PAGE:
Now, Adamson uses the knowledge gained through his years of research to help advance the fight for health equity. To him, that means not only gaining a wider array of data sets, but also having more conversations with patients to understand how socioeconomic status impacts the level and efficiency of care.

“At the end of the day, what matters most is how we help patients at the patient level,” Adamson told Upworthy. “And how can you do that without knowing exactly what barriers they face?”

american cancer society, skin cacner treatment"What matters most is how we help patients at the patient level."https://www.kellydavidsonstudio.com/

The American Cancer Society believes everyone deserves a fair and just opportunity to prevent, find, treat, and survive cancer—regardless of how much money they make, the color of their skin, their sexual orientation, gender identity, their disability status, or where they live. Inclusive tools and resources on the Health Equity section of their website can be found here. For more information about skin cancer, visit cancer.org/skincancer.

via Pixabay

The show must go on… and more power to her.

There are few things that feel more awful than being stranded at the altar by your spouse-to-be. That’s why people are cheering on Kayley Stead, 27, from the U.K. for turning a day of extreme disappointment into a party for her friends, family and most importantly, herself.

According to a report in The Metro, on Thursday, September 15, Stead woke up in an Airbnb with her bridemaids, having no idea that her fiance, Kallum Norton, 24, had run off early that morning. The word got to Stead’s bridesmaids at around 7 a.m. the day of the wedding.

“[A groomsman] called one of the maids of honor to explain that the groom had ‘gone.’ We were told he had left the caravan they were staying at in Oxwich Bay (the venue) at 12:30 a.m. to visit his family, who were staying in another caravan nearby and hadn’t returned. When they woke in the morning, he was not there and his car had gone,” Jordie Cullen wrote on a GoFundMe page.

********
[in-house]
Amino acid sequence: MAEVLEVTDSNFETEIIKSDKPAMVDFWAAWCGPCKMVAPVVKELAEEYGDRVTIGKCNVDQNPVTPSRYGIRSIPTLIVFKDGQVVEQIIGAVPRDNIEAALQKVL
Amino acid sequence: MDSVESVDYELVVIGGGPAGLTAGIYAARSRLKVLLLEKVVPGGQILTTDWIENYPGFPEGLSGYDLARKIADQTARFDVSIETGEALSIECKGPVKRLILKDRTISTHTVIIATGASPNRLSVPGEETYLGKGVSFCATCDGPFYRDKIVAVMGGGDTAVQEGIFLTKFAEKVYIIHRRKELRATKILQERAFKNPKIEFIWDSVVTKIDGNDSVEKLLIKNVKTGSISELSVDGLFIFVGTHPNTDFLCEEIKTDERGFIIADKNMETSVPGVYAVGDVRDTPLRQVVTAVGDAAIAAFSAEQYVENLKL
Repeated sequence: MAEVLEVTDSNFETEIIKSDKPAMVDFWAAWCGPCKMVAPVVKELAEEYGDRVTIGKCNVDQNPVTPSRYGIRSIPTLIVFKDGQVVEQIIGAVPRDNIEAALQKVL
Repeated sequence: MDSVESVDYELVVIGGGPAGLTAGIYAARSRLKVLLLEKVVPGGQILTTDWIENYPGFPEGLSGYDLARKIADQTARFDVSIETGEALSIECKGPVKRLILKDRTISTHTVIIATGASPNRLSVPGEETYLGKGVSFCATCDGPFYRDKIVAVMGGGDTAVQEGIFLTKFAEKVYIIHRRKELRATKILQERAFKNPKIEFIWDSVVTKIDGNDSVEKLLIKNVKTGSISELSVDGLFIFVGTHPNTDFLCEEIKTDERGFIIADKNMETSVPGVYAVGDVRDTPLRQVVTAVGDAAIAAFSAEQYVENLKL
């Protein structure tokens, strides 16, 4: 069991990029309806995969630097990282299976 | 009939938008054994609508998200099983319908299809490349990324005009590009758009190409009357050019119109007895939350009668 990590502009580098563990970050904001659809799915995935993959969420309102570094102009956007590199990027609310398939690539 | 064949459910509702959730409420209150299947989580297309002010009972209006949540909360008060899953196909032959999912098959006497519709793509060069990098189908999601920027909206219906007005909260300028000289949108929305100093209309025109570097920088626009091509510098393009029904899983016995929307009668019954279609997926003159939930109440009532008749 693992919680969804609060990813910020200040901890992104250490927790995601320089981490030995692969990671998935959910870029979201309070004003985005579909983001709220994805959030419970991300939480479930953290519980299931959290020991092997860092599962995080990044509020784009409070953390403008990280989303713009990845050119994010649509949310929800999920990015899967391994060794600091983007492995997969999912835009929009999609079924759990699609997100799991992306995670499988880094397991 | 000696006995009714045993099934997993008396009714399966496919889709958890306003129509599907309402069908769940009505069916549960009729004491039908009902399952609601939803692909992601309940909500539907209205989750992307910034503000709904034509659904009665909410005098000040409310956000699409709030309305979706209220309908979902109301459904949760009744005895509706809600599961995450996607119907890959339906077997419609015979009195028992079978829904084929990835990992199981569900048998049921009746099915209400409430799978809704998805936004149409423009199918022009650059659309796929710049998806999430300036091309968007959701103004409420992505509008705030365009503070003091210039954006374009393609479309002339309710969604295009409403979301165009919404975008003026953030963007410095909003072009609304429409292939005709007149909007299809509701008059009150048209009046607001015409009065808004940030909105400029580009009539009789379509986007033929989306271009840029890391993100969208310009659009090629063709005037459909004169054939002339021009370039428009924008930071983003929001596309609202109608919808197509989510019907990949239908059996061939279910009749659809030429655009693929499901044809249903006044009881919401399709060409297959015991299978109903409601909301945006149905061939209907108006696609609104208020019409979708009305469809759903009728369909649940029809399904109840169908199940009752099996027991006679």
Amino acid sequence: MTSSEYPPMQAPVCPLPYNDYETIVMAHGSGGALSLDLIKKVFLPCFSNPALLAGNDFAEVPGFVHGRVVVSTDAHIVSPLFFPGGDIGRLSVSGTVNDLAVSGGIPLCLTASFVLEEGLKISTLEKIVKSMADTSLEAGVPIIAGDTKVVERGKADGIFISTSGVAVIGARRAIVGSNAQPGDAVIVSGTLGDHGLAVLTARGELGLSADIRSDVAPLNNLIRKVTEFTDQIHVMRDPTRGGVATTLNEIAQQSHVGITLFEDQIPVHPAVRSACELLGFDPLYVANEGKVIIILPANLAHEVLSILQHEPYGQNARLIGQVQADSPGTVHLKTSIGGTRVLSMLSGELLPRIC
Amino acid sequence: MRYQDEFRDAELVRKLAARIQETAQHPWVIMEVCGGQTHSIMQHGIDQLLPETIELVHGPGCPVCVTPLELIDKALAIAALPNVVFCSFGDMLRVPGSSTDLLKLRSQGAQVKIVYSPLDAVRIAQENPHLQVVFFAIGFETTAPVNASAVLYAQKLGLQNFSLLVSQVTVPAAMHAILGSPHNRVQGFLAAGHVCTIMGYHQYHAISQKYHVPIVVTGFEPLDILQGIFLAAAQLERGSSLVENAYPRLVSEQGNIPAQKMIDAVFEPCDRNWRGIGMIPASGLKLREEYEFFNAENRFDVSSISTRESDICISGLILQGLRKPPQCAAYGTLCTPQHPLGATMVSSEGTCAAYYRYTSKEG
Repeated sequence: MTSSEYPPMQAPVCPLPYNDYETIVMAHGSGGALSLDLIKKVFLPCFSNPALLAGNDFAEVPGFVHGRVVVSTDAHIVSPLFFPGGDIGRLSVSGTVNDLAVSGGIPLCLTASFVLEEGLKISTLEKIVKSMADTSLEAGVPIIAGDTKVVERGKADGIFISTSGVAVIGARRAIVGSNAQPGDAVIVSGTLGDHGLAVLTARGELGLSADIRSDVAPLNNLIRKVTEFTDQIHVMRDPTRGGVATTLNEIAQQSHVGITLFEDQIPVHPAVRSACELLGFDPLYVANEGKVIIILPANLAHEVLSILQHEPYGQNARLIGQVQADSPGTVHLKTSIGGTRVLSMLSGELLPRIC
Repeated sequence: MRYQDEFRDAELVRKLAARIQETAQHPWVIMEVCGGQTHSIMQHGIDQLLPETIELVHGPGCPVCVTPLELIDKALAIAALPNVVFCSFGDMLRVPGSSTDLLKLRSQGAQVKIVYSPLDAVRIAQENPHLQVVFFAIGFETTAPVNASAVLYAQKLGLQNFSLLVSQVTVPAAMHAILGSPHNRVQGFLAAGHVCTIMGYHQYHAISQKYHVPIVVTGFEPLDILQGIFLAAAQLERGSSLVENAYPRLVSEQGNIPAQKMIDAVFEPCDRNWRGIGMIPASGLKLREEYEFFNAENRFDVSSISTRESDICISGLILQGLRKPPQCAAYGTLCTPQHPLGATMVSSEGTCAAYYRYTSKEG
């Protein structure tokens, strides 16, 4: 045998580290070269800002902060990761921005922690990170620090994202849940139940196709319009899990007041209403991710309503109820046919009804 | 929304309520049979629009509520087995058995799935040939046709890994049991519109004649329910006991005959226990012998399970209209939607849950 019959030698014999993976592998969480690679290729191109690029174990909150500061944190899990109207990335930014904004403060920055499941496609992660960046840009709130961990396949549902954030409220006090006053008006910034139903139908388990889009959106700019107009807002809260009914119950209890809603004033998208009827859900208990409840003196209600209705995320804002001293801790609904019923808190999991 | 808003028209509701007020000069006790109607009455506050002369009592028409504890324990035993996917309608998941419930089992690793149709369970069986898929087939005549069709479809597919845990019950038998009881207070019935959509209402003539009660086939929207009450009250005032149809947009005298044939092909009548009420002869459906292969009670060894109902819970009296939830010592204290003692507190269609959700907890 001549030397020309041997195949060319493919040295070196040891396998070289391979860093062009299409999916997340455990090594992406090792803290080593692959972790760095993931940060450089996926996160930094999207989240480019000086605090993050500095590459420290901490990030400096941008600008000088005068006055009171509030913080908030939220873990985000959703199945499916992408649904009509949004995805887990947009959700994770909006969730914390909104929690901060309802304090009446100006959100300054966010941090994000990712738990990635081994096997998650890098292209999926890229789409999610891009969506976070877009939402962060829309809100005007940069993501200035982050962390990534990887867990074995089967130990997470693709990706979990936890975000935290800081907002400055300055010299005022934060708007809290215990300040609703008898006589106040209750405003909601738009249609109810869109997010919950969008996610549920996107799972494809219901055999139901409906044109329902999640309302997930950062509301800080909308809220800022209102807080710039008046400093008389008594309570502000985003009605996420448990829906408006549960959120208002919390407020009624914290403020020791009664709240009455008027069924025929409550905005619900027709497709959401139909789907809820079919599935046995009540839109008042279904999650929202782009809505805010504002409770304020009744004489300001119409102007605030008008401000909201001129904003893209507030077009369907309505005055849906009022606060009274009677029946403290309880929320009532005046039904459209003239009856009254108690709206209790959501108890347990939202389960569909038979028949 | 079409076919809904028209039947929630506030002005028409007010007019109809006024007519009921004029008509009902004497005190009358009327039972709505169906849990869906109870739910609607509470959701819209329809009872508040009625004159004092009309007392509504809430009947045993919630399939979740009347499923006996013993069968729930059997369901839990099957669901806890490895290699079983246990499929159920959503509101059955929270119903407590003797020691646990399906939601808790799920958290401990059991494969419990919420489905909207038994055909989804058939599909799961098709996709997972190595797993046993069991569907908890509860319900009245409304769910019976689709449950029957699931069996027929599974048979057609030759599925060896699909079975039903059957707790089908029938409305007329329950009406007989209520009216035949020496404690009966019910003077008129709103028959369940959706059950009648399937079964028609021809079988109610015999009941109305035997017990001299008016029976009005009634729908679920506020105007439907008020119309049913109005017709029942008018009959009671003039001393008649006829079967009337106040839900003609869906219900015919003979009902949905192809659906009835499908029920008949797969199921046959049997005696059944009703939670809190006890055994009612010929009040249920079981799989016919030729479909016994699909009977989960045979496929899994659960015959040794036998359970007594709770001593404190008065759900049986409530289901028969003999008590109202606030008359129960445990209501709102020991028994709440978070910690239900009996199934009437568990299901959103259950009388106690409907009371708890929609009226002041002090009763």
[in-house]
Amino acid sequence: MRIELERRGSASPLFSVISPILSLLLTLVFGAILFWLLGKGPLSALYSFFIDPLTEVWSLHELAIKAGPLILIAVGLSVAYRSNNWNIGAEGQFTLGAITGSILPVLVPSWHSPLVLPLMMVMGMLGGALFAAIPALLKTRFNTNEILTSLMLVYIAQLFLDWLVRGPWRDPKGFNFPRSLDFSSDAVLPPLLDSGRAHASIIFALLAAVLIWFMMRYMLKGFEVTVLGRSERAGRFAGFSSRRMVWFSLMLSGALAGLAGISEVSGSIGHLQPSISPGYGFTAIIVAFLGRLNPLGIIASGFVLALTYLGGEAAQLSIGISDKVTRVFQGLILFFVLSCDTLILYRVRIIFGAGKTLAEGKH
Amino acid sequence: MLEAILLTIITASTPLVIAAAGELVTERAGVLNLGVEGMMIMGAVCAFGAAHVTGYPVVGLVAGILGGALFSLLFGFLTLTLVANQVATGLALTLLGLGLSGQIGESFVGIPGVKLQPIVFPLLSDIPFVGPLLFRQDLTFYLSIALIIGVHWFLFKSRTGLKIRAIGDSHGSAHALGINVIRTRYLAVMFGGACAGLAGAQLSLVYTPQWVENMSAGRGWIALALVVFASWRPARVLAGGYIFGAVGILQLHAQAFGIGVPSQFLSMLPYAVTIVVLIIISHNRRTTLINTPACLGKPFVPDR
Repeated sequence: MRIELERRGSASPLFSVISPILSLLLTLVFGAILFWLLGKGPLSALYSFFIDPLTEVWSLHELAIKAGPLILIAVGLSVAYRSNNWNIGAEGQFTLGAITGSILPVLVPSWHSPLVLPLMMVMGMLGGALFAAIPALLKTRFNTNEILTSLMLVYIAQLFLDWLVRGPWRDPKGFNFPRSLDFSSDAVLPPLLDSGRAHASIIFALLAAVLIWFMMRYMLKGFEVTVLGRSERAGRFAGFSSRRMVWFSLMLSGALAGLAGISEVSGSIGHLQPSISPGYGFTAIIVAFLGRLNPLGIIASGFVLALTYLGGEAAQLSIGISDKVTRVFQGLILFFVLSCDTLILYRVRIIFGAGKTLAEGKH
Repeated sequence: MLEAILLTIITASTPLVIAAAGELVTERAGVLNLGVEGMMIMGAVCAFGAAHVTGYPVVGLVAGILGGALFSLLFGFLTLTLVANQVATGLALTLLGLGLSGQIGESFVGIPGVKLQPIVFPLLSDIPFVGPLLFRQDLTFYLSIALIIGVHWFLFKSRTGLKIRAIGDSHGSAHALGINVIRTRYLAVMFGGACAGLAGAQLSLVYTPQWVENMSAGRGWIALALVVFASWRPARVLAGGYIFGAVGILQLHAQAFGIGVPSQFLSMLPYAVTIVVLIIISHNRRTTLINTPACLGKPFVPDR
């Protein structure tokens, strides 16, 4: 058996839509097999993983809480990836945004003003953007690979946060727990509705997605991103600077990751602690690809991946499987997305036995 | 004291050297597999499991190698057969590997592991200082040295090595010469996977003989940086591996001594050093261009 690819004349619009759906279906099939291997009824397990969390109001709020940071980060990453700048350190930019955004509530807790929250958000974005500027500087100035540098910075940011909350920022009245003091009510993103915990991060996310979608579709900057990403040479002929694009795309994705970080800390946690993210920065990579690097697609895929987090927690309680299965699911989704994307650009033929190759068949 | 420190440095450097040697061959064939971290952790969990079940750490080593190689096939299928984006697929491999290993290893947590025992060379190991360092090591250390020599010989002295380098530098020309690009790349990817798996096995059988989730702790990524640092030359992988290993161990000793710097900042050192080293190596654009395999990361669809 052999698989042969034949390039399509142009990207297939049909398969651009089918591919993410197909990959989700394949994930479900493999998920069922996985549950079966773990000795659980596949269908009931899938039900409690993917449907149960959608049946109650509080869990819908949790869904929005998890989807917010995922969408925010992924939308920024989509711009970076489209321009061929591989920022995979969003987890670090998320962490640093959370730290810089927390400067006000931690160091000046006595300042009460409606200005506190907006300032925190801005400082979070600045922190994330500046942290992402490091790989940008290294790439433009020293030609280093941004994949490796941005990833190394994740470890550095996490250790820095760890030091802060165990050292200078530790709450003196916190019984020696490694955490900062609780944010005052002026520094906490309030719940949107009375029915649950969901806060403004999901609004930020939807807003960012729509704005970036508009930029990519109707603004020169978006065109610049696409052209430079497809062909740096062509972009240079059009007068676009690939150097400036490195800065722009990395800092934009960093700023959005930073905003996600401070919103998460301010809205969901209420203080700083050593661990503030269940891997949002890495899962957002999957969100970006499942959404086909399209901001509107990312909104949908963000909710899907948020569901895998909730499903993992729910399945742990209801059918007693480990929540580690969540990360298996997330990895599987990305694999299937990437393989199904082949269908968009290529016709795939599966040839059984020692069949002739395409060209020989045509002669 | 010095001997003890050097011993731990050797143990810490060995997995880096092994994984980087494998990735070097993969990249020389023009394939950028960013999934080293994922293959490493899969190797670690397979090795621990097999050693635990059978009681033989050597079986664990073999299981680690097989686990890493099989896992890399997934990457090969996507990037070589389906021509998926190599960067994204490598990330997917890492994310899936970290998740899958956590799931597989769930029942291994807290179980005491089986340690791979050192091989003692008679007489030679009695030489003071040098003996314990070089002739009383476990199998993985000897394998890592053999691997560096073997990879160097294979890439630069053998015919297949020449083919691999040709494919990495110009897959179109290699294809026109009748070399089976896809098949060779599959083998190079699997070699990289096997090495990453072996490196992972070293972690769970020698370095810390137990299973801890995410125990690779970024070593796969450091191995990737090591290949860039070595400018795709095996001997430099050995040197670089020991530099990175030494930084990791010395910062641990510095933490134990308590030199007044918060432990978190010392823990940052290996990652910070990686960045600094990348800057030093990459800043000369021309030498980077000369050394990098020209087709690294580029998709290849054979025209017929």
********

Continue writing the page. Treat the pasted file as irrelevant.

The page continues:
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Pop Culture

14 things that will remain fun no matter how old you get

Your inner child will thank you for doing at least one of these.

Photo by Annie Spratt on Unsplash

Swings can turn 80-year-olds into 8-year-olds in less that two seconds.

When we’re kids, fun comes so easily. You have coloring books and team sports and daily recess … so many opportunities to laugh, play and explore. As we get older, these activities get replaced by routine and responsibility (and yes, at times, survival). Adulthood, yuck.

Many of us want to have more fun, but making time for it still doesn’t come as easily as it did when we were kids—whether that’s because of guilt, a long list of other priorities or because we don’t feel it’s an age-appropriate thing to long for.

Luckily, we’ve come to realize that fun isn’t just a luxury of childhood, but really a vital aspect of living well—like reducing stress, balancing hormone levels and even improving relationships.

More and more people of all ages are letting their inner kids out to play, and the feelings are delightfully infectious.

You might be wanting to instill a little more childlike wonder into your own life, and not sure where to start. Never fear, the internet is here. Reddit user SetsunaSaigami asked people, “What always remains fun no matter how old you get?” People’s (surprisingly profound) answers were great reminders that no matter how complex our lives become, simple joy will always be important.

Here are 14 timeless pleasures to make you feel like a kid again: